Worn by the men of Celtic ancestry, the kilt is more traditionally known as the Scottish national dress. It’s arguably one of the most iconic garments on our list, as everyone knows where it’s from without thinking! Practical as well as fashionable, the kilt keeps you warm in winter and cool in summer – which is possibly why it was developed in the first place.
The colours on the kilt are known as the tartan, and each tartan represents a family or “clan.” Traditionally you were only allowed to wear one that corresponded to your family, but today it’s more relaxed as even Englishman can hire them for weddings and special occasions!
Equally as iconic as the kilt is the German lederhosen – which plays a vital role in the popular Oktoberfest celebration every autumn in the country. Consisting of breeches made of leather which are short or knee length, there were traditionally worn as work clothes and predominantly used in alpine regions.
Every year, thousands of people descend into Bavaria to enjoy the German harvest – which usually constitutes drinking a lot of beer. Even if you’re not from Germany, you’re likely to be wearing the lederhosen as part of the festivities!
The kosovorotka is a traditional Russian shirt with long sleeves and reaching past the waist. It has buttons at the collar that are off centre, but is worn by being pulled over the head and tied round the midriff. More commonly worn by Russian peasants, the garment became a symbol of Russian folk, music and dance traditions, and it makes a popular souvenir if visiting the country today.
It first appeared in the country around the 12th century, and interestingly, the off-centre collar was developed to prevents ones crucifix from slipping out during work. Fascinating!
Poncho, South America
Nobody is really sure where the famous poncho hails from, so we’re hedging our bets and saying all of South America! This traditional garment is usually made of silk or wool, with a hole for the head and then covering the whole torso. It has military origins too, used by the US army heavily in the 1850’s, and Native Americans can also lay claim to its significant use.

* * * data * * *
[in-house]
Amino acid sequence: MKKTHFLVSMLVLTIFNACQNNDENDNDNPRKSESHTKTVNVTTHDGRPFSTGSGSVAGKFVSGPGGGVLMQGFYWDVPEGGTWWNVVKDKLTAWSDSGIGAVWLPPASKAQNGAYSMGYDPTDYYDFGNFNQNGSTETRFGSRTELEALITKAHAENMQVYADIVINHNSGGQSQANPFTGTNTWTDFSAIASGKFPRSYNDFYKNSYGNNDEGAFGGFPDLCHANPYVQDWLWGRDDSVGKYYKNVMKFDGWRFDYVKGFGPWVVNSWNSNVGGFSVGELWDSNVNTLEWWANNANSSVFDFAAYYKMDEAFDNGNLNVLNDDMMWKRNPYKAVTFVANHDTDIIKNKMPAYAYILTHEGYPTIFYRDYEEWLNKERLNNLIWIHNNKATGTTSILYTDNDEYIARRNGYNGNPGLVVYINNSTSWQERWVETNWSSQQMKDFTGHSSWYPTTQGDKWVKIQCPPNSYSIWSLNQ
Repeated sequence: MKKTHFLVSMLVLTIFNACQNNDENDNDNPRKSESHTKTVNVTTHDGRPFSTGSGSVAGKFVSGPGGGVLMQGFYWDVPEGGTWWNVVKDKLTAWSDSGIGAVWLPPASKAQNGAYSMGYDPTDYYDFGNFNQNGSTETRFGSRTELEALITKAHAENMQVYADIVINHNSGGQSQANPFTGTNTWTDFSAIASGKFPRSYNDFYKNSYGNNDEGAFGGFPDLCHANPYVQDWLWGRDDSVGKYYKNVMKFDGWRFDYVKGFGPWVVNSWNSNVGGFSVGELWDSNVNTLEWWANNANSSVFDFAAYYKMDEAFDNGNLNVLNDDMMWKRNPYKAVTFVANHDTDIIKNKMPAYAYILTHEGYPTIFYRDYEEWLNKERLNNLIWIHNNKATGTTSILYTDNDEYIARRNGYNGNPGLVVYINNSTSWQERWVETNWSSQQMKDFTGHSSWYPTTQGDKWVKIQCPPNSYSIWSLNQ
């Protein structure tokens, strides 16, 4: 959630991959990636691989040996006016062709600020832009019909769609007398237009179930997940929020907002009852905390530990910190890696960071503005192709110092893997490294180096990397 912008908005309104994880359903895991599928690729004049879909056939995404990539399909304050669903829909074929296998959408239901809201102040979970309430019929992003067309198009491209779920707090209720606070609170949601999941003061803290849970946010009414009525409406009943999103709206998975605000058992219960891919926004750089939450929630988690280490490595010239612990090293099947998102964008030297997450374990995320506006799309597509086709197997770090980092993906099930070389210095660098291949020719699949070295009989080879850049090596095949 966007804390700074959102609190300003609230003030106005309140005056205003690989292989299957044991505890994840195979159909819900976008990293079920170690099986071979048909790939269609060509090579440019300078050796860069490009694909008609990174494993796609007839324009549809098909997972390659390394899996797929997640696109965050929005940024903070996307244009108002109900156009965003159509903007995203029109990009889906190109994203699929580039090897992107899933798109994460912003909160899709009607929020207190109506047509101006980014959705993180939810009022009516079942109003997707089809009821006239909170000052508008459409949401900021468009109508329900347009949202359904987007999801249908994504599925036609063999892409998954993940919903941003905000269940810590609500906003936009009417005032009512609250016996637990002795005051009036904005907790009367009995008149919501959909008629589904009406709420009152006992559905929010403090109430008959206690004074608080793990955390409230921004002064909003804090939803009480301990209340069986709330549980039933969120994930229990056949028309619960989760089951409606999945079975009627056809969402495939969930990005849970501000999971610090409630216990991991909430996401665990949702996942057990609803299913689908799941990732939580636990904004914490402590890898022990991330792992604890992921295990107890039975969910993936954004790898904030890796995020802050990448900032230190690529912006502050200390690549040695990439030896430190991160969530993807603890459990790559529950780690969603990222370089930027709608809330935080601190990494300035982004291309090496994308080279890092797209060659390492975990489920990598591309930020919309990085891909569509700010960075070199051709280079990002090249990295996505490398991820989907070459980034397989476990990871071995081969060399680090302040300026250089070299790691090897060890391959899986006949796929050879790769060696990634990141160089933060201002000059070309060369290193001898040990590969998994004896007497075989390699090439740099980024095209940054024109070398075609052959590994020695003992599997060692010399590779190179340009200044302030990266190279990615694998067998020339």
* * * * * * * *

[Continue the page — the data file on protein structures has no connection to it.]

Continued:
An incredibly practical and versatile garment, WW2 German soldiers would also use them as tents, and Clint Eastwood really put them on the map in his movies. Today you’re more likely to see thousands of tourists wearing waterproof versions in Thailand!
Dishdasha, Middle East
Traditionally worn across the Arab Gulf, the dishdasha is known by a variety of different names – including the thawb – depending on where you’re from. It is an ankle length garment with long sleeves, usually available in white and is extremely comfortable and loose fitting. The colour and cut of the garment make it the perfect fashion of choice to wear in these unbearably hot countries, as unlike the west, they’re not really allowed to take clothes off when the sun shines! Normally made of cotton, it can be woven of sheep’s wool in a colder climate.
Beholding national dress around the world is one of the joys of traveling, especially if you catch a particular festival or event where everyone is wearing something spectacular. We’ve only just scratched the surface here, as the world’s fashion is fascinatingly diverse and multicultural, with an equally fascinating history behind it. Wherever you go, you’re sure to find the local population wearing something really unique and interesting – and you may want to ditch your own clothes and try it for yourself!
So over to you! Which of these national dresses have you tried, or you would really like to try?